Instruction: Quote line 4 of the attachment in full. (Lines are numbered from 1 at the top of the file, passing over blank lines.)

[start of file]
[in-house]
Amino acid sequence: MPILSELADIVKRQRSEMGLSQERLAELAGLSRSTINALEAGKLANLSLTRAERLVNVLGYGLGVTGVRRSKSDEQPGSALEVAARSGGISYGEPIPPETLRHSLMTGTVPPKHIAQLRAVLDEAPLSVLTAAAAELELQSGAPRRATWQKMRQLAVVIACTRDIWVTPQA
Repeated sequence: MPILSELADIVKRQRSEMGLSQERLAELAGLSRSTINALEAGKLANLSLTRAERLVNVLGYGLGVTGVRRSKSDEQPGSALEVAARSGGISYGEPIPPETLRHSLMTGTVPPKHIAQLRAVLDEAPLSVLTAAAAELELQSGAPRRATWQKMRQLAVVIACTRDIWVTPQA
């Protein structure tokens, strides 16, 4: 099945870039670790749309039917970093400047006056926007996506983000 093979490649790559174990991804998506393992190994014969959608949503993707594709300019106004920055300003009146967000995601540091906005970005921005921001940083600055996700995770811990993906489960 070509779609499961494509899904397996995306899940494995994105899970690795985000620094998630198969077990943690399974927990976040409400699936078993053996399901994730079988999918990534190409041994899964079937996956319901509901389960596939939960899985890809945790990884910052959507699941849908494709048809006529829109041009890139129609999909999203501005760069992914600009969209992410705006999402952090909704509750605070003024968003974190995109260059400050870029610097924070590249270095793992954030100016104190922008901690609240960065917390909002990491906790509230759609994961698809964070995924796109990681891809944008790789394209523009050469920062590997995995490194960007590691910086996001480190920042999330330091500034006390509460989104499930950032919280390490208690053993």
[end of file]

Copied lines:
């Protein structure tokens, strides 16, 4: 099945870039670790749309039917970093400047006056926007996506983000 093979490649790559174990991804998506393992190994014969959608949503993707594709300019106004920055300003009146967000995601540091906005970005921005921001940083600055996700995770811990993906489960 070509779609499961494509899904397996995306899940494995994105899970690795985000620094998630198969077990943690399974927990976040409400699936078993053996399901994730079988999918990534190409041994899964079937996956319901509901389960596939939960899985890809945790990884910052959507699941849908494709048809006529829109041009890139129609999909999203501005760069992914600009969209992410705006999402952090909704509750605070003024968003974190995109260059400050870029610097924070590249270095793992954030100016104190922008901690609240960065917390909002990491906790509230759609994961698809964070995924796109990681891809944008790789394209523009050469920062590997995995490194960007590691910086996001480190920042999330330091500034006390509460989104499930950032919280390490208690053993």